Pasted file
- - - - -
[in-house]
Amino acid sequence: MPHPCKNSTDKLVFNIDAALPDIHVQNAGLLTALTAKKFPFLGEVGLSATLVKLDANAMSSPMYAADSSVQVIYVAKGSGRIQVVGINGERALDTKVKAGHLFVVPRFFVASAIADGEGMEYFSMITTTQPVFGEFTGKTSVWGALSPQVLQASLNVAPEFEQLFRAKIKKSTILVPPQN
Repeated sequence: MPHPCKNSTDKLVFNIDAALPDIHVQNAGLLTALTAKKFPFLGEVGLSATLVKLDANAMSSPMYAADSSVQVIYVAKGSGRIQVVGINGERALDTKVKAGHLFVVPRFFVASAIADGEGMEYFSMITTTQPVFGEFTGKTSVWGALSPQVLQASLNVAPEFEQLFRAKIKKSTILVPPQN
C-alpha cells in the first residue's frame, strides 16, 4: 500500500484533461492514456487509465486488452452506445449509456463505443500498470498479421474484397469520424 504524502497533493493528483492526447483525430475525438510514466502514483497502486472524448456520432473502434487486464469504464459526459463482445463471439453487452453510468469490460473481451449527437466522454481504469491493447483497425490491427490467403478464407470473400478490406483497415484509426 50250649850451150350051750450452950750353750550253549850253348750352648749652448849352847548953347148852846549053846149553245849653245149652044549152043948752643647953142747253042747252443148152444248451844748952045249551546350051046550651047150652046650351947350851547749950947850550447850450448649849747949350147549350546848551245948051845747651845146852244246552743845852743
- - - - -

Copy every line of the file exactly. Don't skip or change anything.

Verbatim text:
[in-house]
Amino acid sequence: MPHPCKNSTDKLVFNIDAALPDIHVQNAGLLTALTAKKFPFLGEVGLSATLVKLDANAMSSPMYAADSSVQVIYVAKGSGRIQVVGINGERALDTKVKAGHLFVVPRFFVASAIADGEGMEYFSMITTTQPVFGEFTGKTSVWGALSPQVLQASLNVAPEFEQLFRAKIKKSTILVPPQN
Repeated sequence: MPHPCKNSTDKLVFNIDAALPDIHVQNAGLLTALTAKKFPFLGEVGLSATLVKLDANAMSSPMYAADSSVQVIYVAKGSGRIQVVGINGERALDTKVKAGHLFVVPRFFVASAIADGEGMEYFSMITTTQPVFGEFTGKTSVWGALSPQVLQASLNVAPEFEQLFRAKIKKSTILVPPQN
C-alpha cells in the first residue's frame, strides 16, 4: 500500500484533461492514456487509465486488452452506445449509456463505443500498470498479421474484397469520424 504524502497533493493528483492526447483525430475525438510514466502514483497502486472524448456520432473502434487486464469504464459526459463482445463471439453487452453510468469490460473481451449527437466522454481504469491493447483497425490491427490467403478464407470473400478490406483497415484509426 50250649850451150350051750450452950750353750550253549850253348750352648749652448849352847548953347148852846549053846149553245849653245149652044549152043948752643647953142747253042747252443148152444248451844748952045249551546350051046550651047150652046650351947350851547749950947850550447850450448649849747949350147549350546848551245948051845747651845146852244246552743845852743